The issue in focus:
The Courts jurisdiction under the Family Law Act (“FLA”) to retroactively vary support payments in a Separation Agreement.
Date of Separation Agreement: September 7, 2018
Date Separation Agreement
filed in Court: July 30, 2020
Supreme Court Decision:
The Chambers judge considered three issues:
- The amount of prospective child support;
- whether there should be a retroactive reduction in child support; and
- whether support arrears should be cancelled or reduced.
With respect to the first issue the judge refused to impute income to the Payor and accepted the Payor’s income to be as disclosed because of effects of Covid on his business. A minor amount of income was attributed to the Payor in relation to a vehicle expense. This resulted in the Payor’s income being $46,460 with prospective child support payable of $437 per month.
With respect to the second issue, retroactive variation in child support payments, the Chambers judge referred to Colucci v. Colucci, 2021 SCC 24 for the summary considerations relevant to applications to reduce child support under section 17 of the Divorce Act. Relying on R.M. v. N.M., 2014 BCSC 1755 and Chutter v. Chutter, 2016 BCSC 2407, the judge concluded that s. 148(3) of the FLA did not permit a court to order a retroactive variation of child support:
 Notwithstanding the unforeseeable change of circumstances that occurred in this case, I am bound by this court’s previous interpretation of the relevant statutory provisions: Hansard Spruce Mills (Re),  4 D.L.R. 590 (B.C.S.C.). I therefore find that the agreement cannot be varied retroactively and therefore do not need to deal with the question of effective notice.
Based on the foregoing the Chambers judge did not consider whether the Payor gave adequate notice of his intention to apply for a variation for the purpose of deciding the effective date for a retroactive variation order.
With respect to the third issue, whether support arrears should be cancelled or reduced, the Chambers judge was satisfied that the Payor was currently unable to pay the arrears or any portion of them and ordered a temporary suspension of enforcement of the arrears. The arrears were not cancelled as the Chambers judge did not make a finding that the Payor would never be able to pay them.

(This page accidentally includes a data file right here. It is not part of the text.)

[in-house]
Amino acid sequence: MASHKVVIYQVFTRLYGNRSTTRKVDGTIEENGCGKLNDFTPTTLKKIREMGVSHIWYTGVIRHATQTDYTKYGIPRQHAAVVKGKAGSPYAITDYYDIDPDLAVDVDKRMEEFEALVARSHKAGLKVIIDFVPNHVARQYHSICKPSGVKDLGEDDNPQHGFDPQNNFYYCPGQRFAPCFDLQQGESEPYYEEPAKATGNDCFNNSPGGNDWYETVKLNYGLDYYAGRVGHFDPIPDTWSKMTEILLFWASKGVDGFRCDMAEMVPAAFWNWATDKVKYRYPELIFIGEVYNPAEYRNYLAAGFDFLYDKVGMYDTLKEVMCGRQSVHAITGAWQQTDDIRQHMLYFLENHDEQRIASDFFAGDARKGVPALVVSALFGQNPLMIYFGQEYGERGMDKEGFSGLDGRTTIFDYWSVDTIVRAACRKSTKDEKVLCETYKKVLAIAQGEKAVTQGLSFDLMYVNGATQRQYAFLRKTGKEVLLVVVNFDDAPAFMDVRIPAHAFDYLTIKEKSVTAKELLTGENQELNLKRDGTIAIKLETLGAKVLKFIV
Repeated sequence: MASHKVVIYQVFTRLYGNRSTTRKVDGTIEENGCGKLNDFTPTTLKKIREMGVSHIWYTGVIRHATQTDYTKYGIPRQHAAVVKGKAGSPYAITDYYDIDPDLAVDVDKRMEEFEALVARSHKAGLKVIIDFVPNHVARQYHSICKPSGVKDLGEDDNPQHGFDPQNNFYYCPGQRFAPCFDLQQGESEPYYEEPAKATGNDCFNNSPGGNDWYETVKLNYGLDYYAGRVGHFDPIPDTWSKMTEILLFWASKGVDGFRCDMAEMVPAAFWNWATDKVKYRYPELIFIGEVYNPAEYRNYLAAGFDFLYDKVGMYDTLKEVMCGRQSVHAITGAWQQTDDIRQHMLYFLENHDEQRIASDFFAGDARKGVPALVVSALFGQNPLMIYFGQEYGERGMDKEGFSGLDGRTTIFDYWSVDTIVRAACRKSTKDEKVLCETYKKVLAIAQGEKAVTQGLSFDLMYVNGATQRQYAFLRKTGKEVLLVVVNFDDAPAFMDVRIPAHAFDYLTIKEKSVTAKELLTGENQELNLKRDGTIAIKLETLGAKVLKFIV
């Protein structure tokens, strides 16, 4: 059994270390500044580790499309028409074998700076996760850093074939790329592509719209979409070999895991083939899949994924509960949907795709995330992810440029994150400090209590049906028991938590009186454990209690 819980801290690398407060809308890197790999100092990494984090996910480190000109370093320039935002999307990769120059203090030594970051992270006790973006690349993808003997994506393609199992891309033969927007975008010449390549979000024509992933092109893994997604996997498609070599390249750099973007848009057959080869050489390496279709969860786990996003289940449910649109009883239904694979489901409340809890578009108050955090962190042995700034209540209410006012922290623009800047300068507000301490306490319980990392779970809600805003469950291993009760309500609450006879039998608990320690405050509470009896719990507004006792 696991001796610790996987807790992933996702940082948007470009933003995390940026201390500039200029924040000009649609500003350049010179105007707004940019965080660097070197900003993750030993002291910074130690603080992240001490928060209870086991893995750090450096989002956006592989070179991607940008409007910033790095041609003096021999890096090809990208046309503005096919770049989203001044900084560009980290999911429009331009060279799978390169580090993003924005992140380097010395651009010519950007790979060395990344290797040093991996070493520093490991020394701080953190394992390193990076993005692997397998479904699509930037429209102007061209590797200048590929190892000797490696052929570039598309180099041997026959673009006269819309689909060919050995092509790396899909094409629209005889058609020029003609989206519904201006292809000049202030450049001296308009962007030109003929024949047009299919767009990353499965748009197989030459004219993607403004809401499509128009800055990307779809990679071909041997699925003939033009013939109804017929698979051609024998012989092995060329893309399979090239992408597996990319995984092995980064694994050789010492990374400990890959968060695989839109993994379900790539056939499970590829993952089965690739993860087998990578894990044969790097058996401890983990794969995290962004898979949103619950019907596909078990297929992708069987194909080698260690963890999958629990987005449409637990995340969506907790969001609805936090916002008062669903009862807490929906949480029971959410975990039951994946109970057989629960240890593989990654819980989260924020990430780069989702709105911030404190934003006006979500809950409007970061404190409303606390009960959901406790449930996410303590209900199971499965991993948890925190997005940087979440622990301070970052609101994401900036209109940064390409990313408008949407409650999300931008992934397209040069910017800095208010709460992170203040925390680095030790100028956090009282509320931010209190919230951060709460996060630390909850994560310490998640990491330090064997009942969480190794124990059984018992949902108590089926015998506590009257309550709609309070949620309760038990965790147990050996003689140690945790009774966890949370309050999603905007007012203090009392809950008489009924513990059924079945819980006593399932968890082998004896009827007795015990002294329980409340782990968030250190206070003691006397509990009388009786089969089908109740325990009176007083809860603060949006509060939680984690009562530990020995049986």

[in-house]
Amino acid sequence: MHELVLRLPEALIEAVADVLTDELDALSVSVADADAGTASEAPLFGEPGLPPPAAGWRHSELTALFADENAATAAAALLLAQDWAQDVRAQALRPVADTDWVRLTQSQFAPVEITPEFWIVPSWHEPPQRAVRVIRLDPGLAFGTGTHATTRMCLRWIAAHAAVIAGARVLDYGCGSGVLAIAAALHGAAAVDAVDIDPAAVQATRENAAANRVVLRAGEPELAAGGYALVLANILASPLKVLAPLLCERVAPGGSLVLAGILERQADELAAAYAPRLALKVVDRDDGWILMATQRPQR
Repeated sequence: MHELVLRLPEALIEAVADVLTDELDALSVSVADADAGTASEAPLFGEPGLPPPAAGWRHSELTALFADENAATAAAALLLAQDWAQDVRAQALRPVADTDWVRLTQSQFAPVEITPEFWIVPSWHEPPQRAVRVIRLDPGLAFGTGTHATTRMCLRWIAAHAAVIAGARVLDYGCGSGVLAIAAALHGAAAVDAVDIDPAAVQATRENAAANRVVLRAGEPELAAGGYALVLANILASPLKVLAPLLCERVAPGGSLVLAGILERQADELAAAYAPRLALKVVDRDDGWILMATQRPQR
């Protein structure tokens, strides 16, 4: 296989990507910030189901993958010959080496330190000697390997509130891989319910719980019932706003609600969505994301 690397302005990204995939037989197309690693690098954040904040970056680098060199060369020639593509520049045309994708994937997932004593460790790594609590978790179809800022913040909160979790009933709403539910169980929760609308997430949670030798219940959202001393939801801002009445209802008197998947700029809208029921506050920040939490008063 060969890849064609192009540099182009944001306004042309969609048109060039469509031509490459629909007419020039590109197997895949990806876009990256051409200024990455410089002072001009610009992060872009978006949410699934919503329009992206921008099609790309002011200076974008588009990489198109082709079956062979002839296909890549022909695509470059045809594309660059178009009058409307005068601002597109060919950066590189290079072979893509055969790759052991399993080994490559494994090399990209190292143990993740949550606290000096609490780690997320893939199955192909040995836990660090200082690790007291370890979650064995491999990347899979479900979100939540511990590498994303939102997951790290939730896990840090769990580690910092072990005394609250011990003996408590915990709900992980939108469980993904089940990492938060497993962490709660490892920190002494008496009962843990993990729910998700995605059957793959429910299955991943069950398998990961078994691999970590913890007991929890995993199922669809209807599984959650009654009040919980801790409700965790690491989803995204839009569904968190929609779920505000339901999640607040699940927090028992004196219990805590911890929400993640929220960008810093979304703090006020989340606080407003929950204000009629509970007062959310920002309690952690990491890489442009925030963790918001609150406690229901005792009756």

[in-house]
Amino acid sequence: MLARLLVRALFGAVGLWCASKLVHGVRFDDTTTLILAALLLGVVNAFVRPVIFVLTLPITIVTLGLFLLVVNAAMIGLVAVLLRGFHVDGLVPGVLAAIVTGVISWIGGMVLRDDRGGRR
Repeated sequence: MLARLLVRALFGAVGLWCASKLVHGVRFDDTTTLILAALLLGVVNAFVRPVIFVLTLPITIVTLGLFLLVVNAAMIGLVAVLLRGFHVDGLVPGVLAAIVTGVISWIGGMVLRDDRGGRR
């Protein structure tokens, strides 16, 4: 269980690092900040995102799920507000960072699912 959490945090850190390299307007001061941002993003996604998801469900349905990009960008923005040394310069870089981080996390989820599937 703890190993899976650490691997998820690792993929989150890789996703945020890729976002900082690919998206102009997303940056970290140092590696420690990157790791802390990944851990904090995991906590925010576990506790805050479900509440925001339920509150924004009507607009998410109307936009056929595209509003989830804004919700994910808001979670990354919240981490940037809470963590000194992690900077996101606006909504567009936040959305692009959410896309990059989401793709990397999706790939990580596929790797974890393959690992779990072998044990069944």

Court of Appeal Decision
The Court of Appeal was tasked with:
- interpreting section 148 of the FLA which deals with the jurisdiction of a court to retroactively vary support payments agreed to in a separation agreement;
- Determining whether the judge erred in law by ordering the dismissal of the Payor’s application without considering the Payor’s argument to vary the spousal support provision in the Agreement when that issue was directly raised in the Payor’s first notice of application, by the materials before the court and in argument.
For the purposes of this piece the second issue will not be covered.
With respect to the first issue, section 148(3) of the FLA provides as follows:
(3) On application by a party, the court may set aside or replace with an order made under this Division all or part of an agreement respecting child support if the court would make a different order on consideration of the matters set out in section 150 [determining child support].
By contrast, section 152 of the FLA, speaks specifically to “orders” and reads: